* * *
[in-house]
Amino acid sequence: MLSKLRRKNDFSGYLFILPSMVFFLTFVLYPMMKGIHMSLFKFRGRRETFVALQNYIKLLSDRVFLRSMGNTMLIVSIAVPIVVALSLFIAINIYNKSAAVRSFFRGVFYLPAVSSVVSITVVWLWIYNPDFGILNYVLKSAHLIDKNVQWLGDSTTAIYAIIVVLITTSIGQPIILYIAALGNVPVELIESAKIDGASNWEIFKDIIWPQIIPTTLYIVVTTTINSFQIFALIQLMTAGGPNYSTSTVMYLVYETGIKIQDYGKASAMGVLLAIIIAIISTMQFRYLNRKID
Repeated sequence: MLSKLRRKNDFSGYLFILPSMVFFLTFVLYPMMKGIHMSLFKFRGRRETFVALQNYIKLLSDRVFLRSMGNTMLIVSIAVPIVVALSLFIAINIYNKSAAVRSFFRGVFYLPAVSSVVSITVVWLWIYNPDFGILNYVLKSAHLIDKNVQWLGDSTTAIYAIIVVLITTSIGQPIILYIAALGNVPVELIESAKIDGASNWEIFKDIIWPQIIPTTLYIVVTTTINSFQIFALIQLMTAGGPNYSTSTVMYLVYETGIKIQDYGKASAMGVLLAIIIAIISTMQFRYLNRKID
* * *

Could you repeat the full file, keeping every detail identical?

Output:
[in-house]
Amino acid sequence: MLSKLRRKNDFSGYLFILPSMVFFLTFVLYPMMKGIHMSLFKFRGRRETFVALQNYIKLLSDRVFLRSMGNTMLIVSIAVPIVVALSLFIAINIYNKSAAVRSFFRGVFYLPAVSSVVSITVVWLWIYNPDFGILNYVLKSAHLIDKNVQWLGDSTTAIYAIIVVLITTSIGQPIILYIAALGNVPVELIESAKIDGASNWEIFKDIIWPQIIPTTLYIVVTTTINSFQIFALIQLMTAGGPNYSTSTVMYLVYETGIKIQDYGKASAMGVLLAIIIAIISTMQFRYLNRKID
Repeated sequence: MLSKLRRKNDFSGYLFILPSMVFFLTFVLYPMMKGIHMSLFKFRGRRETFVALQNYIKLLSDRVFLRSMGNTMLIVSIAVPIVVALSLFIAINIYNKSAAVRSFFRGVFYLPAVSSVVSITVVWLWIYNPDFGILNYVLKSAHLIDKNVQWLGDSTTAIYAIIVVLITTSIGQPIILYIAALGNVPVELIESAKIDGASNWEIFKDIIWPQIIPTTLYIVVTTTINSFQIFALIQLMTAGGPNYSTSTVMYLVYETGIKIQDYGKASAMGVLLAIIIAIISTMQFRYLNRKID